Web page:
CTC and the AA have joined forces to issue a list of winter guidelines to ensure cyclists and motorists share the road safely during the current cold snap.
With lying water now freezing over on thousands of roads, and the sun low in the sky, the CTC and Britain’s largest motoring organisation advising road users to tread, pedal and drive carefully.
CTC has drawn up six tips for cyclists, while AA President Edmund King has reminded drivers to give cyclists an even wider berth in the icy conditions than they usually do (which isn’t usually wide enough).
CTC advises cyclists to:
Deflate – grip is improved by increasing contact with the road. Letting a little air out from your tyres can make a real difference.
Slow down – icy conditions and narrow cycle tyres at speed can be a recipe for disaster. Give yourself more time and, if in doubt about conditions, take it easy.
Keep out of the gutter – this advice stands no matter the conditions, but with the recent rain and following a freeze the sides of roads can be treacherous. Seek the primary position where you can.
Chill pill – if you do hit some ice or a similarly slippery surface, sudden steering movements and sharp braking can see you go from the vertical to the horizontal in record time. Relax and ride it out or, if it’s an extended stretch, consider walking the distance
Stay seen – low winter sun and the longer nights can make the cyclist’s visibility all the harder for other road users. If it’s dark make sure you have the appropriate front and rear lights (a legal requirement) and if in the day, watch out for that low sun – it’s a hazard for all road users.
Dress appropriately – layers are best for trapping in warm air and can help you regulate your temperature while riding. Pay particular attention to your extremities like hands, feet and head, these are all set to suffer more in the cold. Also consider bringing a thermal top in case you need to stop for a long period of time.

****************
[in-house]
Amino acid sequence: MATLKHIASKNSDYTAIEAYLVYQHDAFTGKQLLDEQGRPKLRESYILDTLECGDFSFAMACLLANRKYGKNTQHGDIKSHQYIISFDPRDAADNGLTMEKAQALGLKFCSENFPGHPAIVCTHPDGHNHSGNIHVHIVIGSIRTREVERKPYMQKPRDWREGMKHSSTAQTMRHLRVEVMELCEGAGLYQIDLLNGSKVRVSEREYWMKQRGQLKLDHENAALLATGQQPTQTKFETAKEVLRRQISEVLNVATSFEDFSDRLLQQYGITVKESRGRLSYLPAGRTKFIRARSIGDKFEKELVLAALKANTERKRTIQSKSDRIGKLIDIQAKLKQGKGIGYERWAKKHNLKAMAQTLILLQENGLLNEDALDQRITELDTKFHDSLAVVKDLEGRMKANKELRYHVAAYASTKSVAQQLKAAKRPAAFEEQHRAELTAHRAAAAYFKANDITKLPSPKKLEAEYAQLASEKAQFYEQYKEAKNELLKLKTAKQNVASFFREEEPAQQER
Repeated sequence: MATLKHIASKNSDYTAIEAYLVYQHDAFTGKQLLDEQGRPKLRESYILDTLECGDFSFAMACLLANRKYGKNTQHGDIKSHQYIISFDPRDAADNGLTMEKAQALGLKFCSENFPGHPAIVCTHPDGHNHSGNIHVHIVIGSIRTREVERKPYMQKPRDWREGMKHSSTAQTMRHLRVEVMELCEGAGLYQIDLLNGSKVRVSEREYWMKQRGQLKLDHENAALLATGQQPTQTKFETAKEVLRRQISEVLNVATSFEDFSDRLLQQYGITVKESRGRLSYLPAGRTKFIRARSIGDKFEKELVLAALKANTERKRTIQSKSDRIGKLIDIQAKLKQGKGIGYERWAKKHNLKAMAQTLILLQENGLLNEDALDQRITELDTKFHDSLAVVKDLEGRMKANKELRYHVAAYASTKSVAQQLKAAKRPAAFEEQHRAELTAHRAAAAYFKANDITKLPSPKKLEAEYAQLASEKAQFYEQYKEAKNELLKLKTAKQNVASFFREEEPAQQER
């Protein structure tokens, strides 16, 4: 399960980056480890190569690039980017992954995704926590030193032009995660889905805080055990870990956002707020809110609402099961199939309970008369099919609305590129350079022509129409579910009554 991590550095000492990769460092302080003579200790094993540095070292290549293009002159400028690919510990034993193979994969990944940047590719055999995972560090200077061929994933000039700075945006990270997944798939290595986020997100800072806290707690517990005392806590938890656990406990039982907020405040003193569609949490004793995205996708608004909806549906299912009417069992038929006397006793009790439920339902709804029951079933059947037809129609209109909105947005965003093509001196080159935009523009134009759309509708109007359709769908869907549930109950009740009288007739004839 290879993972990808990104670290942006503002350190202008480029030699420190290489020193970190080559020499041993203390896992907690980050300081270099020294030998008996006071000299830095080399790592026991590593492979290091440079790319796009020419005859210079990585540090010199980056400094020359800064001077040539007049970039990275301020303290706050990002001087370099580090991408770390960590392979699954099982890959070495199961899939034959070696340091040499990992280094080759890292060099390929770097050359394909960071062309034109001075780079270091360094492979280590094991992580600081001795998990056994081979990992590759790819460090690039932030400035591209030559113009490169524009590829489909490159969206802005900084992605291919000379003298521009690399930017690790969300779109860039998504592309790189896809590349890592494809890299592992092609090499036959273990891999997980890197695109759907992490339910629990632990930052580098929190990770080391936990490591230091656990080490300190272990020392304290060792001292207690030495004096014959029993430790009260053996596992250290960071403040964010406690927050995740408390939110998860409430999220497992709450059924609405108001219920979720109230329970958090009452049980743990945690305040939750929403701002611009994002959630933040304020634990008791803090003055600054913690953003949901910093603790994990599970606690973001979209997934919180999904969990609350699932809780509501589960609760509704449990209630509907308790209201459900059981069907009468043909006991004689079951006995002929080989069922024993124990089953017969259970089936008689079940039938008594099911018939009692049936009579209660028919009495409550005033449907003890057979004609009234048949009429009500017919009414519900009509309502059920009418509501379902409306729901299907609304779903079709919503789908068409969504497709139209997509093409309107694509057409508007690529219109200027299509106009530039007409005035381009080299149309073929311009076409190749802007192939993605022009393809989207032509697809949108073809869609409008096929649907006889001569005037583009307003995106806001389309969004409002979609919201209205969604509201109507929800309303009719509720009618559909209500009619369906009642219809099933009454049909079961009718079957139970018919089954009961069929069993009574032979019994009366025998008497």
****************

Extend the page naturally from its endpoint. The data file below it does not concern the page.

AA President Edmund King said: “All road users need to ensure they get into a winter mindset. People need to appreciate that potentially they will not stop in the same sort of distances they normally would.
“This cold snap comes fast on the heels of heavy rain. Puddles have now frozen over and cyclists face a minefield of icy patches, especially at the side of the road where so much water has accumulated because drains have been unable to cope. Drivers need to bear that in mind and give cyclists a wider berth when overtaking.
“The low winter sun can also be a particular problem at this time of year, especially as it is at its most dazzling at the end of the morning commute and the beginning of the evening rush hour from 4-5pm, when the roads are at their busiest.
“We would advise drivers to get up at least 10 minutes early to give time to prepare the car. Don’t drive off like a tank-commander, with a tiny hole cleared in the windscreen. Clear all windows using a scraper and de-icer to ensure good all-round vision.”
The AA website provides detailed advice about winter driving and coping with snow, cold and ice, as well as a list of general tips for drivers regarding cyclists.
King stressed: “Cyclists have the same rights on the road as drivers.”
He added: “Drivers should give as much room as practically possible when overtaking a cycle – Highway Code Rule 163 illustrates one car’s width – they may have to move out to avoid hazards like drains, potholes, or other debris on the road that you may not be able to see. And now ice has added to the potential dangers.”